Sometimes I adopt graves. Her mom has the urn with her ashes. It’s just as well as I would probably treat it with a worshipfulness best put in the past. My great aunts and great uncles made me visit the family grave plots when I spent childhood summers in Wisconsin. I thought it creepy and, what’s more, boring. The pull to place gaudy plastic bouquets of flowers at a hunk of rock by a specific mound of dirt beyond my fathoming. I preferred to catch sunfish off the Atlas bridge.
Sometimes I am in need of a good visit. That’s why I now find calm communion in strange cemeteries beside strangers’ gravestones. There are almost always sparrows. Rarer times a bluebird or a towhee scratching through freshly mowed grass. My favorite cemetery in Murrieta is bordered by firethorns with clusters of hot orange berries in the autumn. There’s another in Beaumont with ancient cyprus trees the tour guide in Greece called the trees of sorrow.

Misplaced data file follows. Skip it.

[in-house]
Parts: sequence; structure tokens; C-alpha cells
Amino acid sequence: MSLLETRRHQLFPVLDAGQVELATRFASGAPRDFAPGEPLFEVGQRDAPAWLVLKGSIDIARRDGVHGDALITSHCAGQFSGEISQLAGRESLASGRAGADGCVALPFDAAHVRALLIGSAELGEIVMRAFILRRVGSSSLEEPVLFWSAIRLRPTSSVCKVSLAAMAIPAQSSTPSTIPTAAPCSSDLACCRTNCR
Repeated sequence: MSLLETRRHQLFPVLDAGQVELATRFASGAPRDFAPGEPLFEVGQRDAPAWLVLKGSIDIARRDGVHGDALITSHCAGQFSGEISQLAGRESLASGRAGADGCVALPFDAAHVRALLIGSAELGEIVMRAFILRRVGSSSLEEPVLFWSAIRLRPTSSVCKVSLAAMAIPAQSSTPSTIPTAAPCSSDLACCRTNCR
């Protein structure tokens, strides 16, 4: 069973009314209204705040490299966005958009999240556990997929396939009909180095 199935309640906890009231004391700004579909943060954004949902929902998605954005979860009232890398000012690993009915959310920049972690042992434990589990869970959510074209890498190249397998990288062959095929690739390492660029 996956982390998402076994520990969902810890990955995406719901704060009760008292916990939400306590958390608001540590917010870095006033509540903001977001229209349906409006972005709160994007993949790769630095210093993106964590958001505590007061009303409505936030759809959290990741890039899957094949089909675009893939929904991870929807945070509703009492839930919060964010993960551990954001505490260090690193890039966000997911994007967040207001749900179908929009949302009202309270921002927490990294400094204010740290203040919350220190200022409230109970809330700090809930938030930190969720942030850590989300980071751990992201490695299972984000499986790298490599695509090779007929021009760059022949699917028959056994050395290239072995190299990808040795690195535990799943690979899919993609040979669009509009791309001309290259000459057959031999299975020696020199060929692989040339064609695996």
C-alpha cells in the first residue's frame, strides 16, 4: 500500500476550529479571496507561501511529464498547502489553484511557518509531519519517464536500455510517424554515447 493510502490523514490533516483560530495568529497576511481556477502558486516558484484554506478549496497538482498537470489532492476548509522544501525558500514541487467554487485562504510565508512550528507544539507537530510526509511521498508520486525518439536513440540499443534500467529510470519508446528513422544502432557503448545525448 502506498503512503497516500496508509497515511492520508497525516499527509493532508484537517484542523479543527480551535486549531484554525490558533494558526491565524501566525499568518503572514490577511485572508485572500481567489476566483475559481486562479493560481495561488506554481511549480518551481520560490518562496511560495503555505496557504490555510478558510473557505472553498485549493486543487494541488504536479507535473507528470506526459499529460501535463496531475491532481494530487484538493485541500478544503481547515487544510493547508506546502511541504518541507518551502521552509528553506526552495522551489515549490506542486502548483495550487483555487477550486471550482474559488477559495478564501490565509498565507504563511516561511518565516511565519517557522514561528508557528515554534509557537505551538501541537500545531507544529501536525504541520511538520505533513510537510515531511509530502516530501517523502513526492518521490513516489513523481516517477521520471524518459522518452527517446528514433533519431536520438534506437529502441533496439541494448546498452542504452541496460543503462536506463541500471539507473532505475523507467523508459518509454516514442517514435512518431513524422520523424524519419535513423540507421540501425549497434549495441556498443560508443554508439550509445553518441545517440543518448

It’s nice to read the lovely ways loved ones are memorialized. I wonder what would I have chosen to be chiseled for her. “Wife” but it wasn’t legal. “Partner” but it can sound like a business transaction. Soulmate, best friend, beloved… Maybe the most encompassing sentiment simply her name. Yesterday she would have been fifty.
Yes, it’s best the urn with her ashes is elsewhere. The name and the all of her better carried within me. Sometimes it’s nice to visit strange graves. To pay respects and to leave fresh bouquets of roses from my garden like a secret admirer. So also is it reverential to go home and harvest garlic–to close the cemetery gate and leave the headstone behind.